They proceeded talking cheerfully, yet they felt that their brother was altered, he was no longer what he had been, yet he was kinder than ever; and as he had written and informed them of the events which determined him to return, they readily attributed it to the melancholy end of Mrs. Doherty; to whom he was much attached. Near the house they were joined by Mrs. Tudor and her younger son, and the family group was complete.

Late in the evening when the others had retired, Mrs. Tudor seated herself by the side of her eldest born, and entered into conversation with him, on the subject which naturally occupied her attention.

“And your connexion with Murrumbowie has terminated,” she said—


“My son you know how we have missed you! how often I have wished you were among us—we have needed your advice often.”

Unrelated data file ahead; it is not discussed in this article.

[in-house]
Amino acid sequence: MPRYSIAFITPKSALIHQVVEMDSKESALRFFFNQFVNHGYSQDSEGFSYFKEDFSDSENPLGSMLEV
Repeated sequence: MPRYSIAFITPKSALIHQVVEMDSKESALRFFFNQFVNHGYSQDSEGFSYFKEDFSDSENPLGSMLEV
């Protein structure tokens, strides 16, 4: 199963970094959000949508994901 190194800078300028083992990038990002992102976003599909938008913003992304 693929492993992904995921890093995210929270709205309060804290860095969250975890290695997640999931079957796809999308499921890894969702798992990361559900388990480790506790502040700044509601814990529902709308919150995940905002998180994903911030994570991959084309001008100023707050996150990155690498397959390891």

He smiled gravely. “But Kenneth is a fine fellow, taller indeed than I am; and manly too.”

“True Edward: but under your guidance he would be much better. He wants it I fear.”

“Fear nothing on his account.”

“But you will make this your home now—you will remain.”

“For a short time, as a visitor: but not for long—it would not be right. I am not needed here; and to take the rule out of Kenneth's hands, and assume the mastery over him, whose toil and care has made this place what it is, would be not only unjust, but would lead to his desiring to leave home. I have an idea of taking a place which has been offered me on very advantageous terms, on the Hunter: but I will tell you all about it to-morrow.”—

The mother reclined her head on his shoulder, “You are right Edward—but I would almost wish you were less sternly just. Your sisters will be disappointed”—she looked up with eyes in which approbation and regret were mingled.